What Can Cause Pain in the Spine? - PT Effect

What Can Cause Pain in the Spine?

A slipped disk is one of the most common sources of spinal pain
Read Time: 3 minutes
Aug 15, 2022

Back pain is a very common occurrence. In fact, it’s one of the leading causes of lost productivity and missed work days. What causes spinal pain may be different than what can cause lower back pain, although some spinal pain is located in the lower back. These are some common causes of pain in the spine.

A Slipped Disk

a diagram showing a spine with a slipped disk

In between each of the vertebrae along the spine, there are disks that are there to cushion the vertebrae. This is to prevent each vertebra from scraping against the one next to it. These disks can start to dry out as you get older, however, which puts them at greater risk of breaking or tearing. This is often called a slipped disk, but a doctor would call it a herniated disk. Some people may feel pain from a slipped disk while others may not notice but will feel pain, numbness, or a tingling sensation in the arms and legs.


Spondylolisthesis is a condition in which the disks between the vertebrae move sideways. This causes them to no longer line up properly with the rest of the spine. It’s typically caused by age but younger people can experience it, too, if they do activities that can stress the spine like sports or intense exercise.


Osteoarthritis is the gradual wearing down of the cartilage, which is a tissue that is located at the ends of your bones. The cartilage is supposed to protect your bones from scraping against each other. In those with osteoarthritis, however, the cartilage gets worn down. The pain comes from the bones rubbing against each other. It’s possible for osteoarthritis to occur in the spine, although it’s more common in women than in men.


pain at the base of the spine

Sciatica occurs when something is pressing on your sciatic nerve. This could be a slipped disk, a bone spur, or something else. Anything that puts pressure on that nerve, which is located in the lower back and is actually the largest nerve in the body, can cause pain at the base of the spine.

Spinal Stenosis

Your spine isn’t only made up of bones. There’s the spinal cord and nerve endings and more. Usually, there’s plenty of space in the spine for everything, but if those spaces compress, the bones of the spine could end up putting pressure on the nerves. Osteoarthritis is one potential cause of spinal stenosis but isn’t the only one. Spinal stenosis can cause pain, numbness, or a tingling feeling.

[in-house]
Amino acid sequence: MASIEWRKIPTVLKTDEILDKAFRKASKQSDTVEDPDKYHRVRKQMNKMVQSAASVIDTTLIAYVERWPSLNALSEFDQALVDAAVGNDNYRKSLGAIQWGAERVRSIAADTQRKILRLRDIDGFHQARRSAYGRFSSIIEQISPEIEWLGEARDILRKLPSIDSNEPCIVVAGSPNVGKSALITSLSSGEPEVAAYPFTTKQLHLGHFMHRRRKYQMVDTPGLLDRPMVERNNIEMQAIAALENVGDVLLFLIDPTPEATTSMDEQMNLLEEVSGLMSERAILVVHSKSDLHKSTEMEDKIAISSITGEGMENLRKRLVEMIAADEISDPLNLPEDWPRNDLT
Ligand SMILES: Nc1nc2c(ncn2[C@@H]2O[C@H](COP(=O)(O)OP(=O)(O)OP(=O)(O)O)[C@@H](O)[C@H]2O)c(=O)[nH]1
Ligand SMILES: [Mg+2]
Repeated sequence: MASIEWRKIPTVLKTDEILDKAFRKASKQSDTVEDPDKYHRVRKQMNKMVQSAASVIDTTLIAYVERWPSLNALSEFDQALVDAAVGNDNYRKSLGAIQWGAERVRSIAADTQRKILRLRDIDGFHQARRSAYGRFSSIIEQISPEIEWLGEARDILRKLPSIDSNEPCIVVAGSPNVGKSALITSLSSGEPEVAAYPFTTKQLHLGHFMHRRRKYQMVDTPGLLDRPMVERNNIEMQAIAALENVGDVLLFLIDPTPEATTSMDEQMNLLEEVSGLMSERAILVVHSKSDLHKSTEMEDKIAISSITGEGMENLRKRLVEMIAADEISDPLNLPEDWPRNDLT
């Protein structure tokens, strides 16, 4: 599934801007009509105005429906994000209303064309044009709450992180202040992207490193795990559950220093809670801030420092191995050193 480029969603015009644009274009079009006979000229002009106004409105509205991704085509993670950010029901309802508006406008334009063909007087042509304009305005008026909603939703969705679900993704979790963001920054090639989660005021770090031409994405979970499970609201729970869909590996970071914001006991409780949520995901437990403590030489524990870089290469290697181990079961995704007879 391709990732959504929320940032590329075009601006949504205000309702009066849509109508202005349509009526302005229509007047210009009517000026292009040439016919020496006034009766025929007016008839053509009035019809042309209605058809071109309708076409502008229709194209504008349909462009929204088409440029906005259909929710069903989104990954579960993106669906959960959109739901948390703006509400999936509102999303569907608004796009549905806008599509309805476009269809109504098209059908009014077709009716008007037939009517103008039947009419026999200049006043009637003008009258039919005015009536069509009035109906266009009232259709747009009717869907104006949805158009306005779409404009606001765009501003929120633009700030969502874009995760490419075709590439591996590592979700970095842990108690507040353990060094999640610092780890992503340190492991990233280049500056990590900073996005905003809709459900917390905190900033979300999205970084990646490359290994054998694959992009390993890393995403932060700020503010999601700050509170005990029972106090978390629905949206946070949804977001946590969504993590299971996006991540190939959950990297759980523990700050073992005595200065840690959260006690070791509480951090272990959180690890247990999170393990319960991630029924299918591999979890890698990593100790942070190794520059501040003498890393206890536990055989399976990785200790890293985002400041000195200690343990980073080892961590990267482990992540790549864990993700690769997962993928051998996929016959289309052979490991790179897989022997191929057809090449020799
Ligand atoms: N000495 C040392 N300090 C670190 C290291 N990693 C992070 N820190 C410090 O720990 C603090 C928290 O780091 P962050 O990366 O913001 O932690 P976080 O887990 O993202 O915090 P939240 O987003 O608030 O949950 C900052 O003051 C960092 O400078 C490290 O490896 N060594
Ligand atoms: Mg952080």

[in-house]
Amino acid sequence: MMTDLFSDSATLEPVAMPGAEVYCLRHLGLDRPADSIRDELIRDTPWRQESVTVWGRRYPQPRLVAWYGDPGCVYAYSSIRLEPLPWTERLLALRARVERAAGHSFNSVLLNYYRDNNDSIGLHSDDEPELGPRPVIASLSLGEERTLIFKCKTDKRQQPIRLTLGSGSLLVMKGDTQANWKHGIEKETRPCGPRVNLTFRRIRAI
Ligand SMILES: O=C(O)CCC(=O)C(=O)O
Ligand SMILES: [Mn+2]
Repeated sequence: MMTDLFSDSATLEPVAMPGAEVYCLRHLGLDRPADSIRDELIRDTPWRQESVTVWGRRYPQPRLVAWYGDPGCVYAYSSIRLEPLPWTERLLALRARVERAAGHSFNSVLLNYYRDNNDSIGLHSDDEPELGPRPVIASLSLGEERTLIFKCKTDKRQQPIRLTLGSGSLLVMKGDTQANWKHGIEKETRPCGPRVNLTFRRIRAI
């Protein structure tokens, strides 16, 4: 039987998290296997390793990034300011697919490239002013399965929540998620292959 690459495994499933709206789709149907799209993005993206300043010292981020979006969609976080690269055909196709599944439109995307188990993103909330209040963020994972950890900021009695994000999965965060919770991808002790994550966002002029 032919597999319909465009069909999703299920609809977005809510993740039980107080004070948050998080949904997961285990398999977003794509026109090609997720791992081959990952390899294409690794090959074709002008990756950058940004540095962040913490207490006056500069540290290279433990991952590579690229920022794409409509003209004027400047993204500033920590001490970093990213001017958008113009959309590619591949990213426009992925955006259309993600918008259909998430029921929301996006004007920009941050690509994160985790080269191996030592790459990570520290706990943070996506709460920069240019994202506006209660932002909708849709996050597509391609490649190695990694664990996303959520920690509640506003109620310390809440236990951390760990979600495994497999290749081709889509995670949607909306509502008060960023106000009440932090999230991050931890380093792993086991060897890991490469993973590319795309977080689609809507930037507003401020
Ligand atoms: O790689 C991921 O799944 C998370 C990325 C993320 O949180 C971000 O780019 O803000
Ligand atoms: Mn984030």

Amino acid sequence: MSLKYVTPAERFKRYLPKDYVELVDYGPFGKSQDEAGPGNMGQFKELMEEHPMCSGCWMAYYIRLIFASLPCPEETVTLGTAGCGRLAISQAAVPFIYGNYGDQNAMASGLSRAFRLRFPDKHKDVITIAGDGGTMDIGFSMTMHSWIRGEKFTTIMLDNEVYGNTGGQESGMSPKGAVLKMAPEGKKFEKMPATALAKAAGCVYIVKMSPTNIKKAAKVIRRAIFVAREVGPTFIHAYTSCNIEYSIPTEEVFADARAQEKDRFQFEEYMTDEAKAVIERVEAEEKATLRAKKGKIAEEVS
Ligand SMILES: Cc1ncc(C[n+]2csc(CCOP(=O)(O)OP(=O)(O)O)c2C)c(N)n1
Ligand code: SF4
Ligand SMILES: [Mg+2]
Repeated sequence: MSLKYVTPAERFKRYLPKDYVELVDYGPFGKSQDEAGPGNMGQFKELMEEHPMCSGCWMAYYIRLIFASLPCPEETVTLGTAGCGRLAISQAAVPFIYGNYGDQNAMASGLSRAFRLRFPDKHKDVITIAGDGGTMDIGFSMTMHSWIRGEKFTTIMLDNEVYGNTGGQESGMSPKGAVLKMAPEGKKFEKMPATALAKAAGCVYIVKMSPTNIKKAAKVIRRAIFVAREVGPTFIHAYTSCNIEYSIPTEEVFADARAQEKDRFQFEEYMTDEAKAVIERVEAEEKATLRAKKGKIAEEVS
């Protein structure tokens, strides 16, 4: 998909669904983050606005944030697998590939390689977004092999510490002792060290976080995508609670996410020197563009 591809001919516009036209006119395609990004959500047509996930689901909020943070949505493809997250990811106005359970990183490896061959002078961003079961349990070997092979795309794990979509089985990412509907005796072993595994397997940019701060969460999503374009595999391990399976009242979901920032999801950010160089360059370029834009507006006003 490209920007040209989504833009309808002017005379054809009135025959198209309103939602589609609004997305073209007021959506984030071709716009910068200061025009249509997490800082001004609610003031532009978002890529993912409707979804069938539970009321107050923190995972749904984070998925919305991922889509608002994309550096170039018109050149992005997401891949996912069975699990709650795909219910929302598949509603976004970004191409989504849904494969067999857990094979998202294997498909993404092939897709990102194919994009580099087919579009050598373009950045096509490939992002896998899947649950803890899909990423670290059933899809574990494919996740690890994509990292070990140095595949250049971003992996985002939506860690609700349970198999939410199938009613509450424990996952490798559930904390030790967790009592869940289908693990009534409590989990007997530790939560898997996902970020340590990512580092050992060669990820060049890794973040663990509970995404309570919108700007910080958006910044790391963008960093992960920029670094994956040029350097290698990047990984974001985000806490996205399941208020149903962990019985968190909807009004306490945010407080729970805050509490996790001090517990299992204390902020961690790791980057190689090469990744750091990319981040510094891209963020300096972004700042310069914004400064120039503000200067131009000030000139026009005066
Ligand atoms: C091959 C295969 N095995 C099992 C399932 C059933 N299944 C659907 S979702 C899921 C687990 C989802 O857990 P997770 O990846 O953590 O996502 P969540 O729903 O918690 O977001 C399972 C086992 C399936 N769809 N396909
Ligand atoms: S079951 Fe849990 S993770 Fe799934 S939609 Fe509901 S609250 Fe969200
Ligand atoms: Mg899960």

A Tumor

It’s possible for tumors to grow on the spine that could put pressure either on the nerves or other parts of the spine. Typically, such spine tumors are caused by a type of cancer, usually lung, bone, prostate, or breast cancer.


a diagram comparing the spinal curves of different types of scoliosis

Scoliosis is a condition in which the spine is curved instead of straight. This condition typically first shows up during childhood growth spurts and can often be corrected with a back brace.

Spinal Injury

An injury to the spine can be painful. Back injuries can be dangerous because there’s a risk of paralysis. If the back or neck is broken, that is typically an injury that impacts the spine and could cause spinal pain.


Similar to scoliosis, kyphosis is a condition in which the spine curves. However, in this case, the spine curves forward rather than sideways. It’s more common in older women.


Syringomyelia is a rare condition in which a cyst forms on the spine. If the cyst is small, then you might not even notice it. However, if the cyst gets large enough, it could put pressure on the nerves coming from the spine and cause pain.

How Is Pain in the Spine Treated?

How spinal pain is treated depends on the cause of the pain. Some pain can be treated with exercise, stretching, and over-the-counter medication. Other types of pain in the spine are best treated by a physical therapist. Others require surgery or other more extreme corrective measures.

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Mark Shulman

Dr. Mark Shulman

Doctor of Physical Therapy (DPT), FAAOMPT, COMT, CSCS


Fellow of the American Academy of Orthopaedic Manual Physical Therapists.

Mark Shulman

Dr. Allison McKay

Doctor of Physical Therapy (DPT), PRPC


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